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    It is being phased out of panel shops as it doesn't be have the joining strength required when replacing a panel. You will only find a very small number of manufacturers recommending its use as a joining method. Most require generic steel mig use, spot welding or glue/rivets. The silicon bronze welds don't offer the strength required in car bodies, it doesn't penatrate the metal enough to create a strong bond between the 2 metal bits you are jointing.

  12. #12
    Still Rotating... Eeyore's Avatar
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    Bugger this is exactly what I was planning on using for rust repairs on the next project. We only use argon at work and I've had a roll of bronze silicon wire kicking around forever. I have a TIG too but no rods yet.
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    As long as it's only a panel repair and not a frame or structural member repair, it's fine to use-just remember it's limitations. It's great for putting a seam across a flat or single crowned panel or especially great if you're going to be using body solder as a filler instead of plastic filler. Not so great for doing spot welds or rosette welds for attaching a body panel via the spot weld flanges and the like-just use normal steel MIG wire for that.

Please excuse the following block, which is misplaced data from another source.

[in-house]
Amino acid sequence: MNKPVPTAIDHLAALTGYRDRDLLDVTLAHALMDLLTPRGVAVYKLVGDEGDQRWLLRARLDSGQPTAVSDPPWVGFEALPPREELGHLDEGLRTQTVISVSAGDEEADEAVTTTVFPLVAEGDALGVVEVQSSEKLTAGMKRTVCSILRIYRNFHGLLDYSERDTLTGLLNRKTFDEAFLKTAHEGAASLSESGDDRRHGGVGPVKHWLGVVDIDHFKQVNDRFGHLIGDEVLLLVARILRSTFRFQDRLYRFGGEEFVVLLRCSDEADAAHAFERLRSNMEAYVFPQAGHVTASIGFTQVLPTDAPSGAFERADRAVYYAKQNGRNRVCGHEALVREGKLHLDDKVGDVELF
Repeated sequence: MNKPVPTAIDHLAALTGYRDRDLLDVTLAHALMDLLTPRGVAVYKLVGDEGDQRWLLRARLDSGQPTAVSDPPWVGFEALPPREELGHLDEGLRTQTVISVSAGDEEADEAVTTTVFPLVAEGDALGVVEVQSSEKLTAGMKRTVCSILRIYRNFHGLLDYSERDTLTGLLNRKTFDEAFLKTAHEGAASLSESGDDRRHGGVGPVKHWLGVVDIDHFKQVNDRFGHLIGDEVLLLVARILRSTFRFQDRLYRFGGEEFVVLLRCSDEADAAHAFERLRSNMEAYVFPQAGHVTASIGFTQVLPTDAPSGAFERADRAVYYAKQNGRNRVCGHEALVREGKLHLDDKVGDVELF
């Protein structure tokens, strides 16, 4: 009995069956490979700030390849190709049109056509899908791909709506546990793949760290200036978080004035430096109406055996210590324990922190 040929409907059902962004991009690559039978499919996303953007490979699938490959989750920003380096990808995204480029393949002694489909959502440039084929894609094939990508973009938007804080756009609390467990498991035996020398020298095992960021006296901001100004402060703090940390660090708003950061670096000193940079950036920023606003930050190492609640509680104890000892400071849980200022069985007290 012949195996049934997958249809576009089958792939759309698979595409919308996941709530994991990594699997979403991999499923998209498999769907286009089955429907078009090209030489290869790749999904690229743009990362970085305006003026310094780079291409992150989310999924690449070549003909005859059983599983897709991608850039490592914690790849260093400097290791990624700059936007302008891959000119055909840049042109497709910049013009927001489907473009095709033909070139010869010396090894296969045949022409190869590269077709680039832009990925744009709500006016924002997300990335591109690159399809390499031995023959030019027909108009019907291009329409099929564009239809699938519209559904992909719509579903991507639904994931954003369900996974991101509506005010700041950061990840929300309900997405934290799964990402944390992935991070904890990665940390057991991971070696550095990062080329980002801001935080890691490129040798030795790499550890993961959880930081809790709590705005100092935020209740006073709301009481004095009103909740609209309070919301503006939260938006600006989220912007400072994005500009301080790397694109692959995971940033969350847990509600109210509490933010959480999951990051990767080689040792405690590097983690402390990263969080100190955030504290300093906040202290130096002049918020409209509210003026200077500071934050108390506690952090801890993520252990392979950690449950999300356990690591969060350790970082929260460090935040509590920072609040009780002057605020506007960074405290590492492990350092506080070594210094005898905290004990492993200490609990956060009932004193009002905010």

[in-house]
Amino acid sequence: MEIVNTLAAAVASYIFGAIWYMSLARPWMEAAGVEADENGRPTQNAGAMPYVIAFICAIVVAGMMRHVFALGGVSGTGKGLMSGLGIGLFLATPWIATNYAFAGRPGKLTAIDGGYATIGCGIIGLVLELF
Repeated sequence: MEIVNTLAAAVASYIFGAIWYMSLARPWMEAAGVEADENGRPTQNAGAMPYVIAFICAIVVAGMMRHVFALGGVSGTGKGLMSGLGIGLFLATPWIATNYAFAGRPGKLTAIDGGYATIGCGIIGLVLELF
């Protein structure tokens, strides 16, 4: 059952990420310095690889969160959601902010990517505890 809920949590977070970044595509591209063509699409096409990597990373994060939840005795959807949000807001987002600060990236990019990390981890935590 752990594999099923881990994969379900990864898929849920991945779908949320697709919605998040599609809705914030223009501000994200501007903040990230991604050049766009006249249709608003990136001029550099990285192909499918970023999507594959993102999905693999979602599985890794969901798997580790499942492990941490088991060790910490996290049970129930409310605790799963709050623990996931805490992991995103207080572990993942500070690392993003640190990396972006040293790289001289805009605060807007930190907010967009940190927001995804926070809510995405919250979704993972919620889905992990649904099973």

For example, the steel quarter I'll have to put on my Maverick body will need spot welds at the factory seams, but since the replacement panel does not go all the way up to the top of the B pillar where the factory join is at, I'll TIG braze it to the original body panel with a flanged join. Maybe even forgo the brazing and just flange the join, tin it with some pure tin, then solder them together with body solder-this is another option if your panel fit is mm-perfect to start with. It'll depend on how bad the OE quarter panel is by the time I get it fixed-right now there is an inch of body filler in the deepest parts of the old repair.

    (And this car was a very good looking black paint job too, until someone backed over a trash can and revealed the body filler!)

  14. #14
    Still Rotating... Eeyore's Avatar
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    My application was for rust repair sections on flat panels as Shifty has shown above (I have tried to source 'rust free' hanging panels where possible but couldn't get everything I needed) and all four floor pans inside the car. They will also need to be reattached to the sub frame rails with plug welds. There is also other sections in the rails themselves that need to be cut and plated. Opinions welcome.
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    Floor pans need steel welds, hanging panels can be done with bronze.